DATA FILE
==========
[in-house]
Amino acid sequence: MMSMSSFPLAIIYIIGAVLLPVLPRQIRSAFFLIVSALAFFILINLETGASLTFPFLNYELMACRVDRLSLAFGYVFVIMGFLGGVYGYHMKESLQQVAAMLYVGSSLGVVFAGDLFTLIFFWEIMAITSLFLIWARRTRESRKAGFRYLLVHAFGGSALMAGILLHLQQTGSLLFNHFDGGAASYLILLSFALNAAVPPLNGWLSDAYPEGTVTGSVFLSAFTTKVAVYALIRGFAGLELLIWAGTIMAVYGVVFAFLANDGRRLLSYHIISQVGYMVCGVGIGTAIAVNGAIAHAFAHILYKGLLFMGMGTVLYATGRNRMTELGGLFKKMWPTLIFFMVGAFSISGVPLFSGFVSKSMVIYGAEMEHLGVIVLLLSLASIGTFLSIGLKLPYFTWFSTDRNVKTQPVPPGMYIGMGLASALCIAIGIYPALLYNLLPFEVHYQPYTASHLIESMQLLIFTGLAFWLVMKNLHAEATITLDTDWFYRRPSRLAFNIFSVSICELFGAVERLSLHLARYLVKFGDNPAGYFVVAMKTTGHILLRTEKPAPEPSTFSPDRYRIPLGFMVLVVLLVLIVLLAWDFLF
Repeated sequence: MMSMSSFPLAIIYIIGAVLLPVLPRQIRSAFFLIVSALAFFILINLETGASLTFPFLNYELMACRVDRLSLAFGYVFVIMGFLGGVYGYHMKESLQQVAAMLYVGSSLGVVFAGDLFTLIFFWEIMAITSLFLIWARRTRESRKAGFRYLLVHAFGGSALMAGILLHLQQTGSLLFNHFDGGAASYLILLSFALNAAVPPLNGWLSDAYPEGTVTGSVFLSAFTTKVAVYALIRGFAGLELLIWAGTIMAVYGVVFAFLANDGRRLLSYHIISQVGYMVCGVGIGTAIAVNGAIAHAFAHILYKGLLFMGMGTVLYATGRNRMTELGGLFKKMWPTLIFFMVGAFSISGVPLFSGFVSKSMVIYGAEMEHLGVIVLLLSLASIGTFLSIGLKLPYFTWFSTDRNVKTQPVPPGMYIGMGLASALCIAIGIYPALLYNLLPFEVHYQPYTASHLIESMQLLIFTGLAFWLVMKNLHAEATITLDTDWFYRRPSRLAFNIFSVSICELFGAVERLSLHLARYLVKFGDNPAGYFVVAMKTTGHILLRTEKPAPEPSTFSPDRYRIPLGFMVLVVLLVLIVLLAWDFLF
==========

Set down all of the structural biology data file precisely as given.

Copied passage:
[in-house]
Amino acid sequence: MMSMSSFPLAIIYIIGAVLLPVLPRQIRSAFFLIVSALAFFILINLETGASLTFPFLNYELMACRVDRLSLAFGYVFVIMGFLGGVYGYHMKESLQQVAAMLYVGSSLGVVFAGDLFTLIFFWEIMAITSLFLIWARRTRESRKAGFRYLLVHAFGGSALMAGILLHLQQTGSLLFNHFDGGAASYLILLSFALNAAVPPLNGWLSDAYPEGTVTGSVFLSAFTTKVAVYALIRGFAGLELLIWAGTIMAVYGVVFAFLANDGRRLLSYHIISQVGYMVCGVGIGTAIAVNGAIAHAFAHILYKGLLFMGMGTVLYATGRNRMTELGGLFKKMWPTLIFFMVGAFSISGVPLFSGFVSKSMVIYGAEMEHLGVIVLLLSLASIGTFLSIGLKLPYFTWFSTDRNVKTQPVPPGMYIGMGLASALCIAIGIYPALLYNLLPFEVHYQPYTASHLIESMQLLIFTGLAFWLVMKNLHAEATITLDTDWFYRRPSRLAFNIFSVSICELFGAVERLSLHLARYLVKFGDNPAGYFVVAMKTTGHILLRTEKPAPEPSTFSPDRYRIPLGFMVLVVLLVLIVLLAWDFLF
Repeated sequence: MMSMSSFPLAIIYIIGAVLLPVLPRQIRSAFFLIVSALAFFILINLETGASLTFPFLNYELMACRVDRLSLAFGYVFVIMGFLGGVYGYHMKESLQQVAAMLYVGSSLGVVFAGDLFTLIFFWEIMAITSLFLIWARRTRESRKAGFRYLLVHAFGGSALMAGILLHLQQTGSLLFNHFDGGAASYLILLSFALNAAVPPLNGWLSDAYPEGTVTGSVFLSAFTTKVAVYALIRGFAGLELLIWAGTIMAVYGVVFAFLANDGRRLLSYHIISQVGYMVCGVGIGTAIAVNGAIAHAFAHILYKGLLFMGMGTVLYATGRNRMTELGGLFKKMWPTLIFFMVGAFSISGVPLFSGFVSKSMVIYGAEMEHLGVIVLLLSLASIGTFLSIGLKLPYFTWFSTDRNVKTQPVPPGMYIGMGLASALCIAIGIYPALLYNLLPFEVHYQPYTASHLIESMQLLIFTGLAFWLVMKNLHAEATITLDTDWFYRRPSRLAFNIFSVSICELFGAVERLSLHLARYLVKFGDNPAGYFVVAMKTTGHILLRTEKPAPEPSTFSPDRYRIPLGFMVLVVLLVLIVLLAWDFLF